Tomorrow I’ll get busy, decluttering the house of some of the old and broken toys the kids would no doubt claim are indispensable were they here. And then I may set up the PC to record some music. But whatever I get up to tomorrow, you can be pretty sure my usual background soundtrack of two cacophonous kids will be replaced by my trusty radio.

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July 24th, 2011 · lucy, oliver, school, siblings

It was back in December 2009 that we had to choose which school Oliver would attend. I can still picture that fateful day. We were driving along a road close to our home under a grey sky. It was almost the toss of a coin between his catchment school and another equally good school that was closer to our home but actually in a different catchment area.

“Well”, we said “if he gets into the out-of-catchment school then so will Lucy, because siblings are highest priority after kids in care or with Special Educational Needs. And if he doesn’t get a place there, so be it. They’ll both go to our catchment school.”

Three months later he got his place at the out-of-catchment school, the closer school to our home. Job done. All happy.

Or so we thought. It was a chance conversation overheard in the park only a month later that set in motion 15 months of struggle and stress. Another local Mum was saying that the local education authority had changed the rules such that the only siblings given a high priority to get into a school were to be those living in the catchment area. This meant Lucy was at risk of not getting into her brother’s school.

We immediately asked about changing our choice of school for Oliver, but basically it was too late.

We (along with 40 other parents similarly caught out) objected to the change in rules, complaining that we hadn’t been properly consulted. This was not only borne out by the fact we had no idea about the possibility of a change in the rules but also by the fact that the local authority had missed deadlines to publish information in the local press (which in any case was a tiny article buried in the back of a free local newspaper – hardly a sure-fire way to reach your intended audience of busy mothers and fathers).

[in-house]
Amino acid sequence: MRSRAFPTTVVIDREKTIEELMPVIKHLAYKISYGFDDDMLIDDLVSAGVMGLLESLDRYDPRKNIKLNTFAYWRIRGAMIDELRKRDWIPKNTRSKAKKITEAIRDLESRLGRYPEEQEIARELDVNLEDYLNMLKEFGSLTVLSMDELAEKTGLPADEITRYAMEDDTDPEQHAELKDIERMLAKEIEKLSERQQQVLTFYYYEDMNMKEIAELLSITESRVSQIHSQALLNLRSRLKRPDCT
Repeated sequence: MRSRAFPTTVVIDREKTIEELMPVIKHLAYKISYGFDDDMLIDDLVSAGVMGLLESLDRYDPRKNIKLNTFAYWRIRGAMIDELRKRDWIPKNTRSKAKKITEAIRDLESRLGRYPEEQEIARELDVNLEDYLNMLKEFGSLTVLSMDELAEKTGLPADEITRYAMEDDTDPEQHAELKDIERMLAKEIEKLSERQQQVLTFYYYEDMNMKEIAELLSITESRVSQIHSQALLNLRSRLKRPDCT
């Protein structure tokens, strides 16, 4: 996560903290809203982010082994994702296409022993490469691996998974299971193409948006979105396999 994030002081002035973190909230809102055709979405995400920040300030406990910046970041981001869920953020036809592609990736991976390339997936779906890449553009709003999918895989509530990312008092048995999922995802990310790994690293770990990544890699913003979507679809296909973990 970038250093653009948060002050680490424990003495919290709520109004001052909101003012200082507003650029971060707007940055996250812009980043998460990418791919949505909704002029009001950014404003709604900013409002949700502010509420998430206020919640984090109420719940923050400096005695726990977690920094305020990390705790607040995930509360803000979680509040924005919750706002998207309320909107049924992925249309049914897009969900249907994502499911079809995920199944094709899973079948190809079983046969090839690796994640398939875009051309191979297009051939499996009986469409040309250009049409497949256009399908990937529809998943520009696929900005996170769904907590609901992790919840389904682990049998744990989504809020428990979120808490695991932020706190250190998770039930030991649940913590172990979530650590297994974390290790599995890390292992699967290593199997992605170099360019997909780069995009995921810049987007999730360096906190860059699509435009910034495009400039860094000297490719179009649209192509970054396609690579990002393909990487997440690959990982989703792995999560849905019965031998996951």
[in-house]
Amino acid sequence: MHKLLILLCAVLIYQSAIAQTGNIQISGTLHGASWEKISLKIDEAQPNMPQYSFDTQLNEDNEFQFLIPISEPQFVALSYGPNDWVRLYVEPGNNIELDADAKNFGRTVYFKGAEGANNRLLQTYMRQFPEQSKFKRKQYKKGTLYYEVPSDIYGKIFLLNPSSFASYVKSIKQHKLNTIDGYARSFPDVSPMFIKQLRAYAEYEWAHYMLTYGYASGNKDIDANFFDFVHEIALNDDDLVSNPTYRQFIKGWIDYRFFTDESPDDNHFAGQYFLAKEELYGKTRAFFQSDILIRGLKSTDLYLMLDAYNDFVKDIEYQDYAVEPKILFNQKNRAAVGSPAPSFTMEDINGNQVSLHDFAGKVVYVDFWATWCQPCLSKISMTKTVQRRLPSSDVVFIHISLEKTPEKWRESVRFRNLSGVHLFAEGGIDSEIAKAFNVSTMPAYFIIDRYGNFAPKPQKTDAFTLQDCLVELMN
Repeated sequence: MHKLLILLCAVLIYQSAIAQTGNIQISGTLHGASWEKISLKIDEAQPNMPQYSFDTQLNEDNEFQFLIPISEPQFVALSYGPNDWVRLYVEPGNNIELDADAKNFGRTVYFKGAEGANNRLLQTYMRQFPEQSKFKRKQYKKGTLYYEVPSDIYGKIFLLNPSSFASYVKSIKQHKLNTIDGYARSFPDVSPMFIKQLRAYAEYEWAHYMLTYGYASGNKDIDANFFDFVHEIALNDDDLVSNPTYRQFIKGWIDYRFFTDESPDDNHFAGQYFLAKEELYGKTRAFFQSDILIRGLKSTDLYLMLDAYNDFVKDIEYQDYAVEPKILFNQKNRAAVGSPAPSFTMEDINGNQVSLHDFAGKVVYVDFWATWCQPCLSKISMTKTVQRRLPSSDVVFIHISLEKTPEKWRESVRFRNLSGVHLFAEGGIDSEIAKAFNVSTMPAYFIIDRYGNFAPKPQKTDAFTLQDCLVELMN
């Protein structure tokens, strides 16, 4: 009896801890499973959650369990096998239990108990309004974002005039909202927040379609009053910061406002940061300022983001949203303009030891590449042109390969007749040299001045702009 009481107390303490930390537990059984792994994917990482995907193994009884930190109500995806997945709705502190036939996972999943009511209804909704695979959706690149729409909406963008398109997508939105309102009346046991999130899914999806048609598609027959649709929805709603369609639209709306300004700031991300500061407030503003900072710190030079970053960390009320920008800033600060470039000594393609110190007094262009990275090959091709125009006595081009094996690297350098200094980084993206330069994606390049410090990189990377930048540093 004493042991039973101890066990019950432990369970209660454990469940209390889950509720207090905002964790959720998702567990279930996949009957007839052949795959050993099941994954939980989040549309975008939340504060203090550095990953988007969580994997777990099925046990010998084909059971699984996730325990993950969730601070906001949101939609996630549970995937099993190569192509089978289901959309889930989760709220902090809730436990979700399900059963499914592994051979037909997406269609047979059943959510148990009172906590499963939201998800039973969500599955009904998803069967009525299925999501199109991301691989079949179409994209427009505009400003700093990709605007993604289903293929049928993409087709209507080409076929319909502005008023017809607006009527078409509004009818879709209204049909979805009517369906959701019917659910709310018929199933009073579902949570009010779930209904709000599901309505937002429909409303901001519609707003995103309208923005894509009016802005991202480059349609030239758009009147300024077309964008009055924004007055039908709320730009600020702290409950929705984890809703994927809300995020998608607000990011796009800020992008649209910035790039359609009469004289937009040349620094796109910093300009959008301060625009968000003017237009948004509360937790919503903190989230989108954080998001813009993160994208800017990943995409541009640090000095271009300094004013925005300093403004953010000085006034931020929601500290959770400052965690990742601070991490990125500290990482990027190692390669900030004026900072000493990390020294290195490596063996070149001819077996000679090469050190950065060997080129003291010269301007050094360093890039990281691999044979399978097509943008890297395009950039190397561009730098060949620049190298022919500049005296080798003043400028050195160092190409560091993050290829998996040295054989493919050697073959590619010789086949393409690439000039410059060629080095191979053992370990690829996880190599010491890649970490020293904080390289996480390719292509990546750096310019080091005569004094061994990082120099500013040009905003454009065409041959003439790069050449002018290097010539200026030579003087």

Despite the validity of our objection, to our amazement, our objection was not upheld.

We lobbied local councillors and even our Member of Parliament who was supportive of our position. But the local authority would not budge.

We thought about moving house. We eventually decided against and gambled that Lucy would still get a place at her brother’s school.

The gamble failed. She was allocated a place at her catchment school.

So we played the final roll of the dice before she would start school. We lodged an appeal for her to gain a place at Oliver’s school.

As I mentioned in my last post, that appeal was heard on Wednesday. We didn’t hold out much hope as the law supports class sizes of no more than 30 children, so to award an extra place required a very large weight of evidence that to do so would be unreasonable in the extreme.